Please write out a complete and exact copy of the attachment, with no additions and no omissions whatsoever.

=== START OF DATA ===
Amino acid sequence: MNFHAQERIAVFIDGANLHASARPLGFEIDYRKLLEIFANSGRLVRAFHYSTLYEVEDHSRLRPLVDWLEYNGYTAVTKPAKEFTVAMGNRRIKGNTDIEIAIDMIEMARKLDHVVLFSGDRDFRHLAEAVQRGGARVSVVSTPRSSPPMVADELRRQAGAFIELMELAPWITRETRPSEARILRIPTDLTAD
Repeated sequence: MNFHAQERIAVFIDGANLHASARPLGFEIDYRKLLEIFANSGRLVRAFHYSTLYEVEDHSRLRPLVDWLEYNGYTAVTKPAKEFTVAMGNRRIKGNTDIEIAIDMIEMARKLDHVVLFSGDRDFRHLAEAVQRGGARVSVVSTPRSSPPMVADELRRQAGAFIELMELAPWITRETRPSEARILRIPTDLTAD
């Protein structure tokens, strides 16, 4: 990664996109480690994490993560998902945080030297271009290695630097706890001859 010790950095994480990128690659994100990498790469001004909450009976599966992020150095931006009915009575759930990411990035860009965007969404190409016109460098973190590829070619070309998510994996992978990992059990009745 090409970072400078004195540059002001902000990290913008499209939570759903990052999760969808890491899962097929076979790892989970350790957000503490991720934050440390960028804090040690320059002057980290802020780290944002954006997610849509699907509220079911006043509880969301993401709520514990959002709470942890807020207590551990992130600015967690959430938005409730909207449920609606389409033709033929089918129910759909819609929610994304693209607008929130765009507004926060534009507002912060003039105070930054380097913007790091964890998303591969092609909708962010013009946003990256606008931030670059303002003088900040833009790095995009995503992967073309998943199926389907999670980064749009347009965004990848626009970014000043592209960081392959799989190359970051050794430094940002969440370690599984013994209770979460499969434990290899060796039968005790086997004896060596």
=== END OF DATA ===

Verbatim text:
Amino acid sequence: MNFHAQERIAVFIDGANLHASARPLGFEIDYRKLLEIFANSGRLVRAFHYSTLYEVEDHSRLRPLVDWLEYNGYTAVTKPAKEFTVAMGNRRIKGNTDIEIAIDMIEMARKLDHVVLFSGDRDFRHLAEAVQRGGARVSVVSTPRSSPPMVADELRRQAGAFIELMELAPWITRETRPSEARILRIPTDLTAD
Repeated sequence: MNFHAQERIAVFIDGANLHASARPLGFEIDYRKLLEIFANSGRLVRAFHYSTLYEVEDHSRLRPLVDWLEYNGYTAVTKPAKEFTVAMGNRRIKGNTDIEIAIDMIEMARKLDHVVLFSGDRDFRHLAEAVQRGGARVSVVSTPRSSPPMVADELRRQAGAFIELMELAPWITRETRPSEARILRIPTDLTAD
């Protein structure tokens, strides 16, 4: 990664996109480690994490993560998902945080030297271009290695630097706890001859 010790950095994480990128690659994100990498790469001004909450009976599966992020150095931006009915009575759930990411990035860009965007969404190409016109460098973190590829070619070309998510994996992978990992059990009745 090409970072400078004195540059002001902000990290913008499209939570759903990052999760969808890491899962097929076979790892989970350790957000503490991720934050440390960028804090040690320059002057980290802020780290944002954006997610849509699907509220079911006043509880969301993401709520514990959002709470942890807020207590551990992130600015967690959430938005409730909207449920609606389409033709033929089918129910759909819609929610994304693209607008929130765009507004926060534009507002912060003039105070930054380097913007790091964890998303591969092609909708962010013009946003990256606008931030670059303002003088900040833009790095995009995503992967073309998943199926389907999670980064749009347009965004990848626009970014000043592209960081392959799989190359970051050794430094940002969440370690599984013994209770979460499969434990290899060796039968005790086997004896060596």